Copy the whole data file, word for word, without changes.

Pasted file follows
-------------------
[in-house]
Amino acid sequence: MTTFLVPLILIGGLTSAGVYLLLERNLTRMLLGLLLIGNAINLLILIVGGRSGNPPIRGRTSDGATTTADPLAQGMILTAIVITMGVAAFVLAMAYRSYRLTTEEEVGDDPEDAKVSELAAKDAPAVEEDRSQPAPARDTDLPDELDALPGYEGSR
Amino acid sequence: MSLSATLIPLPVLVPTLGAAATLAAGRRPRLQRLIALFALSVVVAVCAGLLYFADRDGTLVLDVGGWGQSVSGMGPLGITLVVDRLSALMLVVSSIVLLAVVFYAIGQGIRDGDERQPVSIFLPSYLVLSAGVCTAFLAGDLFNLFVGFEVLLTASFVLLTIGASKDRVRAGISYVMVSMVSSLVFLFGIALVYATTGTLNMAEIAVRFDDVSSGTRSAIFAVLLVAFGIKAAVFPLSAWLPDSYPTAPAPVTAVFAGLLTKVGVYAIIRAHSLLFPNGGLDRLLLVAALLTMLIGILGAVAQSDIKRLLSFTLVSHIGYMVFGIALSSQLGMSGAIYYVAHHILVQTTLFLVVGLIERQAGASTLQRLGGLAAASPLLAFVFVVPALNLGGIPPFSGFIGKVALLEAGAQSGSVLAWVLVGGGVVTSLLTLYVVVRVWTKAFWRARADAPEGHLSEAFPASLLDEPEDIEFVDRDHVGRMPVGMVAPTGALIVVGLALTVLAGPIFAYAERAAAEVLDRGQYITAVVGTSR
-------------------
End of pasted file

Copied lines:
[in-house]
Amino acid sequence: MTTFLVPLILIGGLTSAGVYLLLERNLTRMLLGLLLIGNAINLLILIVGGRSGNPPIRGRTSDGATTTADPLAQGMILTAIVITMGVAAFVLAMAYRSYRLTTEEEVGDDPEDAKVSELAAKDAPAVEEDRSQPAPARDTDLPDELDALPGYEGSR
Amino acid sequence: MSLSATLIPLPVLVPTLGAAATLAAGRRPRLQRLIALFALSVVVAVCAGLLYFADRDGTLVLDVGGWGQSVSGMGPLGITLVVDRLSALMLVVSSIVLLAVVFYAIGQGIRDGDERQPVSIFLPSYLVLSAGVCTAFLAGDLFNLFVGFEVLLTASFVLLTIGASKDRVRAGISYVMVSMVSSLVFLFGIALVYATTGTLNMAEIAVRFDDVSSGTRSAIFAVLLVAFGIKAAVFPLSAWLPDSYPTAPAPVTAVFAGLLTKVGVYAIIRAHSLLFPNGGLDRLLLVAALLTMLIGILGAVAQSDIKRLLSFTLVSHIGYMVFGIALSSQLGMSGAIYYVAHHILVQTTLFLVVGLIERQAGASTLQRLGGLAAASPLLAFVFVVPALNLGGIPPFSGFIGKVALLEAGAQSGSVLAWVLVGGGVVTSLLTLYVVVRVWTKAFWRARADAPEGHLSEAFPASLLDEPEDIEFVDRDHVGRMPVGMVAPTGALIVVGLALTVLAGPIFAYAERAAAEVLDRGQYITAVVGTSR